27 With the exception of the incident on the 27th January, 2010, when the plaintiff was reduced to tears, and to which the High Court judge does not appear to have attributed critical significance, there is no suggestion of personally offensive behaviour. … Here the complaint relates to unfair procedures in a disciplinary process including what was alleged to be the unfair singling out of the plaintiff for punishment for conduct which others had admitted to, and which the trial judge considered a common practice and perhaps in any event, not unduly serious. This is not to say that such matters cannot constitute bullying, but rather that it compounds the difficulty of this case, that it involves conduct which on any view is at the margins of conduct alleged to be bullying.
32 It is also important to keep in mind the role of fair procedures in this case. …it is not necessary to establish a breach of fair procedures to succeed in a bullying claim, and conversely, the presence of unfair procedures does not establish bullying. Bullying often involves a question as to how something was done rather than what was done. In theory it is possible that a disciplinary process conducted in accordance with the rules of fair procedures might still constitute bullying, and even irrespective of the outcome of the process. An ostensibly fair process, and punishment for an established breach may constitute bullying if it is established it was instituted maliciously, and as part of a campaign to victimise an individual. It is important therefore not to blur the distinction between these two different claims by assuming that there is any logical connection between a breach of procedures, and a claim of bullying entitling a party to substantial damages.”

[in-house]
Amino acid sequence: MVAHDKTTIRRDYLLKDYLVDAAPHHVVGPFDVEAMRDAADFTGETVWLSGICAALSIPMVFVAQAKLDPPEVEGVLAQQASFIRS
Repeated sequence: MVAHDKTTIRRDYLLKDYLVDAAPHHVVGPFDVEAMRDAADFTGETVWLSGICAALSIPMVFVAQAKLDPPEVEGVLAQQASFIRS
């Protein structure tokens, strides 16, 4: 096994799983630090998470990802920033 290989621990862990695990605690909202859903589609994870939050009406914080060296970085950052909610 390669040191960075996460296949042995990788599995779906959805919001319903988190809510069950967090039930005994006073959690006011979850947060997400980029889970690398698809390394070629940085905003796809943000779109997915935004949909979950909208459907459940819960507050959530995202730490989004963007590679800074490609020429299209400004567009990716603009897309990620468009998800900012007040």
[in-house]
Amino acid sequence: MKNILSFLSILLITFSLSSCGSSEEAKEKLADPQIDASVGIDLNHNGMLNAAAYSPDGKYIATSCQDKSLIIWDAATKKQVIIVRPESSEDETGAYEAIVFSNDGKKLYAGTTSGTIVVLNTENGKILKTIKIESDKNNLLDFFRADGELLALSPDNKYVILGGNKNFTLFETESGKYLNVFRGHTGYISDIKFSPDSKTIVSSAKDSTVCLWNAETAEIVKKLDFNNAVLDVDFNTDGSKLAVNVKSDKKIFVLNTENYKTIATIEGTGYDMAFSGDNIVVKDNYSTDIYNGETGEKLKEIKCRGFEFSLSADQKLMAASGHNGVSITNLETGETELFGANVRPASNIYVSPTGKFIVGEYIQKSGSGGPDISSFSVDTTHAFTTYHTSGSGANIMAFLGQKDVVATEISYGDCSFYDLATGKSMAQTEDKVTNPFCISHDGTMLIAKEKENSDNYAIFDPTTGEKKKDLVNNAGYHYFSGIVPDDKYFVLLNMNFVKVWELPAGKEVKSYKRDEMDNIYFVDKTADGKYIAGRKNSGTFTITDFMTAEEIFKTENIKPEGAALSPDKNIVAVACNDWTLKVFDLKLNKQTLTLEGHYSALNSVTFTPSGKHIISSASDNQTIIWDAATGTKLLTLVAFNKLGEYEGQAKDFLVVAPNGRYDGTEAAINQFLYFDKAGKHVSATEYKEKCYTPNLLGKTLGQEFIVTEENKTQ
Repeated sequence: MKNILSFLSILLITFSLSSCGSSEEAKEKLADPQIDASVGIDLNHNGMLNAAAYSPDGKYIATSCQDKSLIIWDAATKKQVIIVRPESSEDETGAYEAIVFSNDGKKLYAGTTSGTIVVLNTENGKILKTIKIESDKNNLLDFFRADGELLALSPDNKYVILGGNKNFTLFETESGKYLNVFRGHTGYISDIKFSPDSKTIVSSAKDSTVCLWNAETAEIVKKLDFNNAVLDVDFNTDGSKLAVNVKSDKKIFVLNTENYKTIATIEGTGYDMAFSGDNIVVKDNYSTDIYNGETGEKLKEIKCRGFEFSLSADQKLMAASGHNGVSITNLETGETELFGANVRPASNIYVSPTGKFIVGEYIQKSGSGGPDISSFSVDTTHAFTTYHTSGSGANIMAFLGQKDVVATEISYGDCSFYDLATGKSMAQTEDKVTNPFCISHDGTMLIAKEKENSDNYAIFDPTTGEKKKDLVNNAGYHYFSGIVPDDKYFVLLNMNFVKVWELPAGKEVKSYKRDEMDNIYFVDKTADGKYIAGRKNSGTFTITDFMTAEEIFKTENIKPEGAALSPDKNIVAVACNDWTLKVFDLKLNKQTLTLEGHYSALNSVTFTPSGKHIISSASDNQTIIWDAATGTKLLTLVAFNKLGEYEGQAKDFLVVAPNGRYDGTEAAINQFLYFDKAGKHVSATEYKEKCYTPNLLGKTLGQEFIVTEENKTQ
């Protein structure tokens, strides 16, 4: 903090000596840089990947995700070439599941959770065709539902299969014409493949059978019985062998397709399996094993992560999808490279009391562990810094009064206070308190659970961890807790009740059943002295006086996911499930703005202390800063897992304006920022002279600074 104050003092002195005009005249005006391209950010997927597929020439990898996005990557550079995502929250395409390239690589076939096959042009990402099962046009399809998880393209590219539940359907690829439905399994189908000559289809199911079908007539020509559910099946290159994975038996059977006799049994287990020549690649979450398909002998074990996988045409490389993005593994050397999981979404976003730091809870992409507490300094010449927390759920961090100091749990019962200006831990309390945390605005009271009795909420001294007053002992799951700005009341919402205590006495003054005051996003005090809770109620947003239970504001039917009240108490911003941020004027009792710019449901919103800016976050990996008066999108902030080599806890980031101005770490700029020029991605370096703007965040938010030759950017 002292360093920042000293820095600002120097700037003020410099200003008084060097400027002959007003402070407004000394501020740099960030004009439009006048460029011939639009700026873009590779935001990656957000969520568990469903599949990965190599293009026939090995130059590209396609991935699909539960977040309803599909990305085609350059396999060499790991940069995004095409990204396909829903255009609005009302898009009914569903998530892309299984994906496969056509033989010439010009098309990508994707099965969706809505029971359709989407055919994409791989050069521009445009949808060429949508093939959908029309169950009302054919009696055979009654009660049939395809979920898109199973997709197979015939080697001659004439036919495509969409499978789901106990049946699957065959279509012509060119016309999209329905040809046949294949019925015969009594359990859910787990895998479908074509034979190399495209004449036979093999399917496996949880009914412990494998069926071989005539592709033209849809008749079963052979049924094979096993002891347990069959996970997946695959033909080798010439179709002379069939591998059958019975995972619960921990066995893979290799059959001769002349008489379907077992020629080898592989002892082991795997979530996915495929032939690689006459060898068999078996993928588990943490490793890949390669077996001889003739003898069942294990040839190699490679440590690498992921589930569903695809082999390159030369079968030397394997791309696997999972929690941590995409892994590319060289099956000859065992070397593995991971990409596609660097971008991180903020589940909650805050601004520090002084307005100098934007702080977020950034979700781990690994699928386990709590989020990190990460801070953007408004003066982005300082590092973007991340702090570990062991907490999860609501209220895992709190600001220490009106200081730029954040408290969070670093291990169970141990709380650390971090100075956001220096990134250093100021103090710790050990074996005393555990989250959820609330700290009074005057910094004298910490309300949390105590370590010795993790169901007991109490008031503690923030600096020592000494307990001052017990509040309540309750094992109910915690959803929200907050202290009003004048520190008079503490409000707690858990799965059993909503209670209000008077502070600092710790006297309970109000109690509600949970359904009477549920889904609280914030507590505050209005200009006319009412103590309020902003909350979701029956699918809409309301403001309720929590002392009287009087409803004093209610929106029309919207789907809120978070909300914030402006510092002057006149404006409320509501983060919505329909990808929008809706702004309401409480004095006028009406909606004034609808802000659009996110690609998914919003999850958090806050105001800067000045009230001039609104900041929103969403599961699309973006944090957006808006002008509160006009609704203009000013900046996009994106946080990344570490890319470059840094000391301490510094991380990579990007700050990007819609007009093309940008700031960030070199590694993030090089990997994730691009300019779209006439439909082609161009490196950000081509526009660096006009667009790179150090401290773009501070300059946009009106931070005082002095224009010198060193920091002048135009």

INJURY THAT IS PSYCHIATRIC IN NATURE
The Supreme Court noted in particular the difficulty in approaching personal injury claims where the claimed injury is mental or psychiatric in nature. O’Donnell J dealt with the matter as follows: